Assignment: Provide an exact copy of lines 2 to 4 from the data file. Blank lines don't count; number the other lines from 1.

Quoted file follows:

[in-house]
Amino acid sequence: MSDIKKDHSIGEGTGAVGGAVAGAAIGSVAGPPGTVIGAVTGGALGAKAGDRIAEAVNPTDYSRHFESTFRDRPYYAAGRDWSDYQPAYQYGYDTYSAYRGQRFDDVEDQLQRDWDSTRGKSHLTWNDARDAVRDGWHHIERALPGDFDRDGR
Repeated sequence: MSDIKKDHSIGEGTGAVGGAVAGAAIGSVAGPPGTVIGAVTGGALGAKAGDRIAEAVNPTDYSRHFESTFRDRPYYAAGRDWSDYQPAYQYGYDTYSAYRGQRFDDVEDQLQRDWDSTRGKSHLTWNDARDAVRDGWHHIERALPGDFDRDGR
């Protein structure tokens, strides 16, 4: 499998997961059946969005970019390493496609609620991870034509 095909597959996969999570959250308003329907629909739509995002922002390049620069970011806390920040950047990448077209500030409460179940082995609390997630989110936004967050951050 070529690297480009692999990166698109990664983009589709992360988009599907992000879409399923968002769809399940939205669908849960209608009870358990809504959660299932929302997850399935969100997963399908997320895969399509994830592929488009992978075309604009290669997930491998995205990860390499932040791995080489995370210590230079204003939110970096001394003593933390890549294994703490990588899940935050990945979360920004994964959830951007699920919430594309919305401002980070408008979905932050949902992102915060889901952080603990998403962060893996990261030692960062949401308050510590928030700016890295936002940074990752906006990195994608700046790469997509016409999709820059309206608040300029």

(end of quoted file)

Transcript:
Amino acid sequence: MSDIKKDHSIGEGTGAVGGAVAGAAIGSVAGPPGTVIGAVTGGALGAKAGDRIAEAVNPTDYSRHFESTFRDRPYYAAGRDWSDYQPAYQYGYDTYSAYRGQRFDDVEDQLQRDWDSTRGKSHLTWNDARDAVRDGWHHIERALPGDFDRDGR
Repeated sequence: MSDIKKDHSIGEGTGAVGGAVAGAAIGSVAGPPGTVIGAVTGGALGAKAGDRIAEAVNPTDYSRHFESTFRDRPYYAAGRDWSDYQPAYQYGYDTYSAYRGQRFDDVEDQLQRDWDSTRGKSHLTWNDARDAVRDGWHHIERALPGDFDRDGR
């Protein structure tokens, strides 16, 4: 499998997961059946969005970019390493496609609620991870034509 095909597959996969999570959250308003329907629909739509995002922002390049620069970011806390920040950047990448077209500030409460179940082995609390997630989110936004967050951050 070529690297480009692999990166698109990664983009589709992360988009599907992000879409399923968002769809399940939205669908849960209608009870358990809504959660299932929302997850399935969100997963399908997320895969399509994830592929488009992978075309604009290669997930491998995205990860390499932040791995080489995370210590230079204003939110970096001394003593933390890549294994703490990588899940935050990945979360920004994964959830951007699920919430594309919305401002980070408008979905932050949902992102915060889901952080603990998403962060893996990261030692960062949401308050510590928030700016890295936002940074990752906006990195994608700046790469997509016409999709820059309206608040300029």